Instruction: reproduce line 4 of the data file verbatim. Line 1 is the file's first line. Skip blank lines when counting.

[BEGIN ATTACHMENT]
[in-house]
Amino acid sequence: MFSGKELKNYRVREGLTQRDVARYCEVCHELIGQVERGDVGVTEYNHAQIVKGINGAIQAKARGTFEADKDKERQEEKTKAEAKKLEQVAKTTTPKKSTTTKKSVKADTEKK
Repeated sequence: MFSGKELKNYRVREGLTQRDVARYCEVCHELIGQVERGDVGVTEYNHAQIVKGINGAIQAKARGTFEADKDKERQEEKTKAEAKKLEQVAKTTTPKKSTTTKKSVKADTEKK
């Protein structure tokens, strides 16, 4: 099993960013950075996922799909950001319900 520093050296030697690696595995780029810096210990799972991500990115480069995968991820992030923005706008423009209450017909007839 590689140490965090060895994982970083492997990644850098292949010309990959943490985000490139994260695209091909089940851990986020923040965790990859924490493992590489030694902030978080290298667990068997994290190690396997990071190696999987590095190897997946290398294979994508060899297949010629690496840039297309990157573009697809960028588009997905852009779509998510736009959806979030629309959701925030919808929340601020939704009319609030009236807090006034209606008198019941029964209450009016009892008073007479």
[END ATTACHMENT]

């Protein structure tokens, strides 16, 4: 099993960013950075996922799909950001319900 520093050296030697690696595995780029810096210990799972991500990115480069995968991820992030923005706008423009209450017909007839 590689140490965090060895994982970083492997990644850098292949010309990959943490985000490139994260695209091909089940851990986020923040965790990859924490493992590489030694902030978080290298667990068997994290190690396997990071190696999987590095190897997946290398294979994508060899297949010629690496840039297309990157573009697809960028588009997905852009779509998510736009959806979030629309959701925030919808929340601020939704009319609030009236807090006034209606008198019941029964209450009016009892008073007479």